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    Short Circuit MVA at Motor Specification sheet

    I'm seeing "short circuit MVA at Motor bus" in Motor specification sheet? What is the significance of this?
    What is Min Short circuit MVA and Max short circuit MVAClick image for larger version

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    #2
    Originally posted by Charz View Post
    I'm seeing "short circuit MVA at Motor bus" in Motor specification sheet? What is the significance of this?
    What is Min Short circuit MVA and Max short circuit MVAClick image for larger version

Name:	Short Circuit MVA at Motor bus.png
Views:	90
Size:	80.7 KB
ID:	2538651
    That’s you bolted fault current ratings

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      #3
      As Hv&Lv stated, this refers to the fault current contribution the motor could make in the event of a short circuit happening on the line side of the motor feed. The motor will momentarily act like an A/C generator and contribute power to the short circuit making the event even worse. This usually only lasts for a cycle or two before the motors' magnetic fields collapse and die off. This is why fault current calculations include motor data.
      Facilities Electrical Engineer
      Quando Omni Flunkus Moratati

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        #4
        Originally posted by RD35 View Post
        As Hv&Lv stated, this refers to the fault current contribution the motor could make in the event of a short circuit happening on the line side of the motor feed. The motor will momentarily act like an A/C generator and contribute power to the short circuit making the event even worse. This usually only lasts for a cycle or two before the motors' magnetic fields collapse and die off. This is why fault current calculations include motor data.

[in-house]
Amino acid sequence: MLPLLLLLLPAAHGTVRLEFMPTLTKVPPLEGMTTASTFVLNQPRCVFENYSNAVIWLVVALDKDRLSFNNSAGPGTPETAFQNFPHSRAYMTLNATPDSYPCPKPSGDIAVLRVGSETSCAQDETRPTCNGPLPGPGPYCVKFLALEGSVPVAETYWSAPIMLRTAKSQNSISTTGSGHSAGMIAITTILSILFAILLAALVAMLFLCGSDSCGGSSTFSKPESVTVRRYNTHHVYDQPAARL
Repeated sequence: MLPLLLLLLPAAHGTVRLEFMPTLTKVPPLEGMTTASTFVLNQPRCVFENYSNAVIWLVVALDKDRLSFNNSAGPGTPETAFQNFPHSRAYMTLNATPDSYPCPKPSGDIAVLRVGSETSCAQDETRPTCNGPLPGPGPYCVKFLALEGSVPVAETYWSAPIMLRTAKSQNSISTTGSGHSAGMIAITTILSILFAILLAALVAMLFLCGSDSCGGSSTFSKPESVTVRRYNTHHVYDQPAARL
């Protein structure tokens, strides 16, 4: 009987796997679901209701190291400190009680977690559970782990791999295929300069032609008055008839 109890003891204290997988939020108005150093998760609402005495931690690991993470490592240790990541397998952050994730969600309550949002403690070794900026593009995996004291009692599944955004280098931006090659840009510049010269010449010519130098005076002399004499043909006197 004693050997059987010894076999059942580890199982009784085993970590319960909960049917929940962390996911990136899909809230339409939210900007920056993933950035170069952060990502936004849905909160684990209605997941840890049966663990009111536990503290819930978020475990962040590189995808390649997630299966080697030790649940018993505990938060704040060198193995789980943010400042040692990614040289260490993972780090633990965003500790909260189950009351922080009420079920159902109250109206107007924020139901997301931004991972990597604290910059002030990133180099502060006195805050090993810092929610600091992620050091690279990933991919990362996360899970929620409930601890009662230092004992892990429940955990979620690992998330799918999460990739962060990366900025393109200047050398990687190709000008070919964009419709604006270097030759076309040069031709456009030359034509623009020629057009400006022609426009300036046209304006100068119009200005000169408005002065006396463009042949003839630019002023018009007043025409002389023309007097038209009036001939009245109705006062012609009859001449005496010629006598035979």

RD35
        Are you sure this is the mtrs contribution or is it the min/max that the system can impose on the mtr itself without damage.

        20-40MVA is a large range/value.
        OP-what is the operating voltage and motor HP ?

        Comment


          #5
          If I am missing something I apologize. I believe the system simply supplies voltage to the motor at a certain level and frequency. The motor resists that voltage via its inherent inductances/impedances thereby regulating amperage based on rotor speed. So if those MVA numbers are anything else, I don't know what they could be. I was thinking the range (20 vs 40) might be due to the motor being reconnectable for different voltages possibly. Could also be due to the need for both min and max number for different types of calculations. I hope an expert in this field will chime in and educate us all. I would also like to know more about this nameplate data range and what it is used for.
          Facilities Electrical Engineer
          Quando Omni Flunkus Moratati

          Comment


            #6
            Oh and I forgot to mention I was also assuming the "M" in MVA did not stand for "Mega". Figured it was Roman for (x1000).
            Facilities Electrical Engineer
            Quando Omni Flunkus Moratati

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              #7
              The min.MVA is required in order to limit the voltage drop to 15%.
              The max.MVA is required in order to limit the starting current [to maximum 92% for instance] with respect to infinite system power.
              Let's say the rated voltage is 6 kV and the motor rated power is 450 kW,0.85 eff,085 p.f.[cosfi] then Sm=450/0.85/0.85≈623 kVA motor apparent power.